FRIDAY Fast Five: A bit of art and bye bye Bowie

Prior to a few days ago I had cried precisely once at the news of a famous person dying. The first was Levon Helm. And now a second joins that austere list. I think my first awareness of David Bowie was via The Labyrinth and I was actually pretty grossed out by Jareth. I had a particularly ripe hatred of bogans at that time (I even vowed, at a very tender age, to NEVER wear tight black jeans. EVER) and Jareth's mullet blew my mind in a bad way. Inevitably though, over the course of my life, Bowie became a beloved. 

Seeing as this whole week has been about Bowie, it seems appropriate that this edition of  Fast Five is too. So here's a little experiment called 'Bowie tracks  interpreted through art.' Let's see....

 

1. Young Americans

Edward Hopper, Summer Evening, 1947

Edward Hopper, Summer Evening, 1947

My number one Bowie song. Its upbeat, toe-tapping, Jackson Five rhythm belies a ho-hum but tragic 20th century story - the American dream gone sour. Young love treading that good-old, well-beaten path of disillusionment and disappointment. 

This song has always made me think of Edward Hopper. His art is quintessentially American, but it's the 'quietly shattered-dreams' vibe that connect the two in my mind. Like the song, Hopper's work often requires a second glance to see behind the apparent outer perfection to understand the suburban menace beneath. To me this painting speaks of a promise that will never be fulfilled - "It took him minutes, he took her nowhere..."

2. Sound and Vision

Seraphine Pick, Superstar, 2015

Seraphine Pick, Superstar, 2015

The first time I saw this work it made me think of Sound and Vision. I mean, come on - 'blue, blue electric blue...' Pick's work has a sonic quality that makes me feel like I'm viewing the world through the eyes of someone who has synesthesia - you can feel the vibrations of sound radiating outward. But looking at this work now after his death, the opaque blue light that fills the empty space around the figures in the vigil-like scene takes on a new meaning. The figures in this work are engaged in communion with their superstar and are basking in the warmth of their light. And that meditative glow on the central figure's face - we all know that feeling. The feeling of complete acceptance and understanding through music.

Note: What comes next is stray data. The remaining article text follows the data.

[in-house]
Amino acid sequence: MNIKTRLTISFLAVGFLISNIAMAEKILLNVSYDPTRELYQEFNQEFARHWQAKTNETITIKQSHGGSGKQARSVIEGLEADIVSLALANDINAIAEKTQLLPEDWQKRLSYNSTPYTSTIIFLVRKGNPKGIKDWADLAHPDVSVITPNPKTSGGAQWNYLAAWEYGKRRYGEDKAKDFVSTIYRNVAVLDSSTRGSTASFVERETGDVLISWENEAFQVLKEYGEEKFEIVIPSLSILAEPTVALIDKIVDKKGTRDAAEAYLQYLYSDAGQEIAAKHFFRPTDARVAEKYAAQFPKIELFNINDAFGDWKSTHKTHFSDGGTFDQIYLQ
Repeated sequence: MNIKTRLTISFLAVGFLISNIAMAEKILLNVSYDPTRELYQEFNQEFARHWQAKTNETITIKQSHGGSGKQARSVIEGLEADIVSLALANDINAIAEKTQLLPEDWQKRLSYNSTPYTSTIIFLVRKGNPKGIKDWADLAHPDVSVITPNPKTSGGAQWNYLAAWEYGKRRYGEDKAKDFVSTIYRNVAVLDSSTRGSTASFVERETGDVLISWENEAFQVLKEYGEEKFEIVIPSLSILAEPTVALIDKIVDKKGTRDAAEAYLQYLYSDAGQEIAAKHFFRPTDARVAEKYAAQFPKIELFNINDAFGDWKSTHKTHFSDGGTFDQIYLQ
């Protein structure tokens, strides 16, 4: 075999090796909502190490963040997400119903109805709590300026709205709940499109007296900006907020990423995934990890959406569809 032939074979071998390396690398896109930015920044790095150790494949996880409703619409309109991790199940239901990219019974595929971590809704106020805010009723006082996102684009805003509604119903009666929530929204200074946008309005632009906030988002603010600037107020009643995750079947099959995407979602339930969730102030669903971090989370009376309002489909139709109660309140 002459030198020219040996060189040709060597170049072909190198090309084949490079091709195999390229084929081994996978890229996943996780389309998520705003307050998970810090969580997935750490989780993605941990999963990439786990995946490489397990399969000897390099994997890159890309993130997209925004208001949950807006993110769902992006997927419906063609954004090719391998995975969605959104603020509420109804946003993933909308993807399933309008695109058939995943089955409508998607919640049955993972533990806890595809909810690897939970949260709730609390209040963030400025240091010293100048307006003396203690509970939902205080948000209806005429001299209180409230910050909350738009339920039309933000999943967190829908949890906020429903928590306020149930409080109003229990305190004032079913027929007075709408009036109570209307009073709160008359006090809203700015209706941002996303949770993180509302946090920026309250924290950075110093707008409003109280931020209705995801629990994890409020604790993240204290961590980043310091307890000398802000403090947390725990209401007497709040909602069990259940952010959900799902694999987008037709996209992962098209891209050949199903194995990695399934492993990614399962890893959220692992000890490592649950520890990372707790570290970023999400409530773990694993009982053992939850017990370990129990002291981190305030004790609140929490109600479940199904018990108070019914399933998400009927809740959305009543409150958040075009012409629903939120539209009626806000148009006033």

3. Fashion

Max Beckmann, Paris Society, 1931

Max Beckmann, Paris Society, 1931

Fashion always makes me think of Weimar Germany or Paris in the 30s - just before war hit. Maybe it's the militaristic tone of 'we are the goon squad and we're coming to town.....' For me, this painting really sums up the track though - it's got a sort of hedonistic but rigid socially structured vibe to it. The way no one is facing each other really speaks to the kind of insecure narcissism in Bowie's lyrics - 'Talk to me (don't talk to me), dance with me (don't dance with me).'

4. All the Young Dudes

Grayson Perry, Expulsion from Number 8 Eden Close, 2012

Grayson Perry, Expulsion from Number 8 Eden Close2012

The first time I heard a version of All the Young Dudes was in the movie Clueless, played as the camera pans across the low slung trousers of a bunch of 90s stoner skaters, so this track has definite slacker associations for me. More than that though, it's always felt kind of like a rallying cry, a middle finger stuck up to the middle class.

When thinking of a work to accompany this track, I immediately thought of Perry. That association probably has a lot to do with his playful approach to gender, but I think the content of this work fits. It has a nightmarish, suffocating quality; the symbols of middle-class England seem too bright, too vivid. It's like the suburbs on acid - the smiling face of Jamie Oliver looking down over the scene like a TV diety,  the William Morris wallpaper, the creature pawing at the main figures ankles. It's a scene you want to escape from pretty quickly. 

5. China Girl

Jean-Michel Basquiat, Untitled (Boxer), 1982

Jean-Michel Basquiat, Untitled (Boxer), 1982

"It's in the white of my eyes..." I'm not sure if this song is wholly about drugs....sometimes I think it might be some kind of post-colonial critique...but then I remember that Iggy Pop wrote and I think - "this song is wholly about drugs." Heroin to be exact.  Maybe because of or in spite of, this song is cool. And that makes me think of Jean-Michel Basquiat.  And come on, it also has that "oh baby, just you shut your mouth" bit.  'Nuf said amirite or amirite? 

And just cos it's my favorite here's a live version of Young Americans.  That soft 80s glow tho. That hair tho. Those wacky outfits tho. Ka pai Bowie. Thanks for sharing with us all for so long.